In some examples, colorant particles may be dispersed in the carrier fluid. As used herein, the term “colorant particles” refers to particles that produce a color. Some non-limiting examples of suitable colorant particles include the nitrogen-linked surface functionalized pigments described herein. In a non-limiting example, the colorant particles may be selected from pigment particles that are self-dispersible in the non-polar carrier fluid. It is to be understood, however, that non-dispersible pigment particles may otherwise be used so long as the electronic ink includes one or more suitable dispersants. Such dispersants include hyperdispersants such as those of the SOLSPERSE® series manufactured by Lubrizol Corp., Wickliffe, Ohio (e.g., SOLSPERSE® 3000, SOLSPERSE® 8000, SOLSPERSE® 9000, SOLSPERSE® 11200, SOLSPERSE® 13840, SOLSPERSE® 16000, SOLSPERSE® 17000, SOLSPERSE® 18000, SOLSPERSE® 19000, SOLSPERSE® 21000 or SOLSPERSE® 27000); various dispersants manufactured by BYKchemie, Gmbh, Germany, (e.g., DISPERBYK® 110, DISPERBYK® 163, DISPERBYK® 170 or DISPERBYK® 180); various dispersants manufactured by Evonik Goldschmidt GMBH LLC, Germany, (e.g., TEGO® 630, TEGO® 660, TEGO® 651, TEGO® 655, TEGO® 685 or TEGO® 1000); or various dispersants manufactured by Sigma-Aldrich, St, Louis, Mo., (e.g., SPAN® 20, SPAN® 60, SPAN® 80 or SPAN® 85).

In some examples, the concentration of colorant particles in the electronic ink may range from about 0.5 to 20 percent by weight (wt %). In other examples, the concentration of the colorant particles in the electronic ink may range from about 1 to 10 wt %. In some examples, the concentration of dispersant in the electronic ink may range from about 0.5 to 20 percent by weight (wt %). In other examples, the concentration of the dispersant may range from about 1 to 10 wt %. The carrier fluid makes up the balance of the ink.

There is commonly a charge director employed in electronic inks. As used herein, the term “charge director” refers to a material that, when used, facilitates charging of the colorant particles. In one example, the charge director may be basic and may react with the acid-modified colorant particle to negatively charge the particle. In other words, the charging of the particle may be accomplished via an acid-base reaction between the charge director and the acid-modified particle surface. It is to be understood that the charge director may also be used in the electronic ink to prevent undesirable aggregation of the colorant in the carrier fluid. In other cases, the charge director may be acidic and may react with the base-modified colorant particle to positively charge the particle. Again, the charging of the particle may be accomplished via an acid-base reaction between the charge director and the base-modified particle surface.

The charge director may be selected from small molecules or polymers that are capable of forming reverse micelles in the non-polar carrier fluid. Such charge directors are generally colorless and tend to be dispersible or soluble in the carrier fluid.

In a non-limiting example, the charge director may be selected from a neutral and non-dissociable monomer or polymer such as, e.g., a polyisobutylene succinimide amine, which has a molecular structure as follows:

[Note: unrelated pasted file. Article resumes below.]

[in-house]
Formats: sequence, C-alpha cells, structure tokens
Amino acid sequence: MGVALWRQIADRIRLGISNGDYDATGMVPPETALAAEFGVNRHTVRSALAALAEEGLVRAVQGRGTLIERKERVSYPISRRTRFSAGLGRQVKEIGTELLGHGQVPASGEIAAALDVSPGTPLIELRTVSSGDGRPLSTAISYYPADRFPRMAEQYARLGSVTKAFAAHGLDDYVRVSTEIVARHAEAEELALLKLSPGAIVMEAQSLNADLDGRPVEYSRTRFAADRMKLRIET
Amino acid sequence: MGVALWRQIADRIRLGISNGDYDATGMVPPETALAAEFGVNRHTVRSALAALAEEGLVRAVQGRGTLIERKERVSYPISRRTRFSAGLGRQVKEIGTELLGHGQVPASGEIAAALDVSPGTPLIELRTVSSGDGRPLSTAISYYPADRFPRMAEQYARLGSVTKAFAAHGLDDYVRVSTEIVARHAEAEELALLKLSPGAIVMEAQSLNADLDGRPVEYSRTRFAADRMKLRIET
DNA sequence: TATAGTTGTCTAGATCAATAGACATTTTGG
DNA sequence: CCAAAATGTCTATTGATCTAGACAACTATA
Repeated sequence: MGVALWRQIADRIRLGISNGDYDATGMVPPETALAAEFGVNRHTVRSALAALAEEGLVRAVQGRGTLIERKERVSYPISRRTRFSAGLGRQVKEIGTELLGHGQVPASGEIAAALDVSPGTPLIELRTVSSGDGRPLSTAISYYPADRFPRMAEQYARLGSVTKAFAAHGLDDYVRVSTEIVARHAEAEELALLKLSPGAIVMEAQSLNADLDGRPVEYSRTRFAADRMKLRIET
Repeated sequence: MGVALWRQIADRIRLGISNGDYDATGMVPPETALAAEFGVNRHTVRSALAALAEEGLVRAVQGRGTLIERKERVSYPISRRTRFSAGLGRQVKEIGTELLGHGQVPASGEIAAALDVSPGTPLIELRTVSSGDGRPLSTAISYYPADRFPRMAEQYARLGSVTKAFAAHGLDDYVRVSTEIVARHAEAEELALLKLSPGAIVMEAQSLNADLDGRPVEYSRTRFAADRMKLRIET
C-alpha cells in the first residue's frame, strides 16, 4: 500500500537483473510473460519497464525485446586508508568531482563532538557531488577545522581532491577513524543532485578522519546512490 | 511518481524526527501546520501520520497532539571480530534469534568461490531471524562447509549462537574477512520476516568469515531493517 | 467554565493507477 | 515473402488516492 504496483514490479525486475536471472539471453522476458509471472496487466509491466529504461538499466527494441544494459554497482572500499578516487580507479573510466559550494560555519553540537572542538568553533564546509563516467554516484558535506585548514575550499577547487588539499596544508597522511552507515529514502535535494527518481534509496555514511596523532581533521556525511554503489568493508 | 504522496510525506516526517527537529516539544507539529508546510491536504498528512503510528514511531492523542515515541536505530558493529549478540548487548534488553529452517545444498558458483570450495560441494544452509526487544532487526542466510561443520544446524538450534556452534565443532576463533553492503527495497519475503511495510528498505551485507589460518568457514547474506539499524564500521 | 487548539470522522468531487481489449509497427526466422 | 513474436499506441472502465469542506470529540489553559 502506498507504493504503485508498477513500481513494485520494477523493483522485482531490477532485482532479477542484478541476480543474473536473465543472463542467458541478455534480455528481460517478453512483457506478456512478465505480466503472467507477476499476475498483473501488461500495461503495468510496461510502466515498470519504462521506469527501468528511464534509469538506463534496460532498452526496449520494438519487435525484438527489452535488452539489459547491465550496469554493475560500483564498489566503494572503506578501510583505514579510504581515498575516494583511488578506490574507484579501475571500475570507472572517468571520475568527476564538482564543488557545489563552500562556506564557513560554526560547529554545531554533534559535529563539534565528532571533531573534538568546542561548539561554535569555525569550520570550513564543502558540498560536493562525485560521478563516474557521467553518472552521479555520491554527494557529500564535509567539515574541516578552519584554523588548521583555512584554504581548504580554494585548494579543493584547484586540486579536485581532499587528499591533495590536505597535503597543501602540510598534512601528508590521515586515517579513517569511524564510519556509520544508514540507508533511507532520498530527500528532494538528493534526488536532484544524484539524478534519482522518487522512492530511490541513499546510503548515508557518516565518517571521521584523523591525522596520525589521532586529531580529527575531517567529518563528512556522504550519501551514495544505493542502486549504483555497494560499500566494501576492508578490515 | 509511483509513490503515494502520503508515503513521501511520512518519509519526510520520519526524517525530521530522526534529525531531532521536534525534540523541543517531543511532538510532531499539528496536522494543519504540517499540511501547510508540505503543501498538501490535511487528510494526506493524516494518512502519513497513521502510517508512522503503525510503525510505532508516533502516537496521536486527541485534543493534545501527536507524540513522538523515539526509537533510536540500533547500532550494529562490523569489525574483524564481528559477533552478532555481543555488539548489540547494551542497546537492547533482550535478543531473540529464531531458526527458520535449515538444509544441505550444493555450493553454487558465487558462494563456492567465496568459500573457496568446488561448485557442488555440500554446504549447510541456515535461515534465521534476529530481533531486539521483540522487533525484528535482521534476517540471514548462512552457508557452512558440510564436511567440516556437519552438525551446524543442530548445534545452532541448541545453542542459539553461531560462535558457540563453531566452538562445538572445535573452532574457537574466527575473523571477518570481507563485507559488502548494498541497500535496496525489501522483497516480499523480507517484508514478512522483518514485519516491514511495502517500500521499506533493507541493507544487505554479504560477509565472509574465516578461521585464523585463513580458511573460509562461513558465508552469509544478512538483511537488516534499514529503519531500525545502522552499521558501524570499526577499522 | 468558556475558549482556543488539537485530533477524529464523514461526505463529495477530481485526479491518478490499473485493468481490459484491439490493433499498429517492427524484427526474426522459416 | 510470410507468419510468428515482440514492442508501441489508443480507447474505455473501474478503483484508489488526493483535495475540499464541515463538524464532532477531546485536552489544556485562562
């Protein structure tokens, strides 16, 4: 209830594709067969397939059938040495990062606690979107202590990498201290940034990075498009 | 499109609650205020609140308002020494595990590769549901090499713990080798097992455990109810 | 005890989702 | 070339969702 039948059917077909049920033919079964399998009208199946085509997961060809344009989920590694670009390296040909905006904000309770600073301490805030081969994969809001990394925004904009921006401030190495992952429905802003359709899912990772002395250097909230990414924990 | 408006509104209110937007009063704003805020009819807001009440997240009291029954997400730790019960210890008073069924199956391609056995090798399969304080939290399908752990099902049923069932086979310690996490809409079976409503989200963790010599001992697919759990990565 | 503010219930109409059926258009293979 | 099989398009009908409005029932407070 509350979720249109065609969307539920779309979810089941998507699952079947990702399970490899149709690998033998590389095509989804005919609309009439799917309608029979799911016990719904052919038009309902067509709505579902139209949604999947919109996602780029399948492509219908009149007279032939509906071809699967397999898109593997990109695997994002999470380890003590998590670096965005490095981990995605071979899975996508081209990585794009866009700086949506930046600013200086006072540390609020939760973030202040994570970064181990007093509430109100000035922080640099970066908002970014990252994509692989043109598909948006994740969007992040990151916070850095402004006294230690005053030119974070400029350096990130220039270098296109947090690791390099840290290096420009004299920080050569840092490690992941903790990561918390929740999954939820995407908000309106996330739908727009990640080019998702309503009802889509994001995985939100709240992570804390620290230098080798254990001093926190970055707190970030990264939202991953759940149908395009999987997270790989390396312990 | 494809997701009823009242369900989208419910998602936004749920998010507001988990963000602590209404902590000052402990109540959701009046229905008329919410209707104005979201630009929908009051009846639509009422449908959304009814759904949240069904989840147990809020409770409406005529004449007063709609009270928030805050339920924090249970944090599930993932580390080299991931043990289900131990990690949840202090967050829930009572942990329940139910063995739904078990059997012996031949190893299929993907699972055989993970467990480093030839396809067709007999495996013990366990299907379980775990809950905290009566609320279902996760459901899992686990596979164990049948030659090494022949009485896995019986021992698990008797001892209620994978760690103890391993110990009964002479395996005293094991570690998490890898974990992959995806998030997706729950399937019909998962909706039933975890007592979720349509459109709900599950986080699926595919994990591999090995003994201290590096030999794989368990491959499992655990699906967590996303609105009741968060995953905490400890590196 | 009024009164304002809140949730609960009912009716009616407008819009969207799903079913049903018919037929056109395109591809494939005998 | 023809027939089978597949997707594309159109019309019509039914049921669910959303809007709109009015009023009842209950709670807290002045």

where “n” is selected from a whole number ranging from 15 to 100.

Another example of the charge director includes an ionizable molecule that is capable of disassociating to form charges. Non-limiting examples of such charge directors include sodium di-2-ethylhexylsulfosuccinate or dioctyl sulfosuccinate. The molecular structure of dioctyl sulfosuccinate is as follows:



Download full PDF for full patent description/claims.

Advertise on FreshPatents.com - Rates & Info


You can also Monitor Keywords and Search for tracking patents relating to this Nitrogen-linked surface functionalized pigments for inks patent application.
###
monitor keywords

Keyword Monitor How KEYWORD MONITOR works... a FREE service from FreshPatents
1. Sign up (takes 30 seconds). 2. Fill in the keywords to be monitored.
3. Each week you receive an email with patent applications related to your keywords.  
Start now! - Receive info on patent apps like Nitrogen-linked surface functionalized pigments for inks or other areas of interest.
###


Previous Patent Application:
Display sheet, method of manufacturing display sheet, display device and electronic apparatus
Next Patent Application:
Twist ball type electronic paper
Industry Class:
Optical: systems and elements
Thank you for viewing the Nitrogen-linked surface functionalized pigments for inks patent info.
- - - Apple patents, Boeing patents, Google patents, IBM patents, Jabil patents, Coca Cola patents, Motorola patents

Results in 0.63013 seconds


Other interesting Freshpatents.com categories:
Tyco , Unilever , 3m

###

Data source: patent applications published in the public domain by the United States Patent and Trademark Office (USPTO). Information published here is for research/educational purposes only. FreshPatents is not affiliated with the USPTO, assignee companies, inventors, law firms or other assignees. Patent applications, documents and images may contain trademarks of the respective companies/authors. FreshPatents is not responsible for the accuracy, validity or otherwise contents of these public document patent application filings. When possible a complete PDF is provided, however, in some cases the presented document/images is an abstract or sampling of the full patent application for display purposes. FreshPatents.com Terms/Support
-g2--0.7239
Key IP Translations - Patent Translations

     SHARE
  
           

stats Patent Info
Application #
US 20120275012 A1
Publish Date
11/01/2012
Document #
13098205
File Date
04/29/2011
USPTO Class
359296
Other USPTO Classes
106 3175, 524612, 106 3177, 106 3178, 977773
International Class
/
Drawings
11


Your Message Here(14K)



Follow us on Twitter
twitter icon@FreshPatents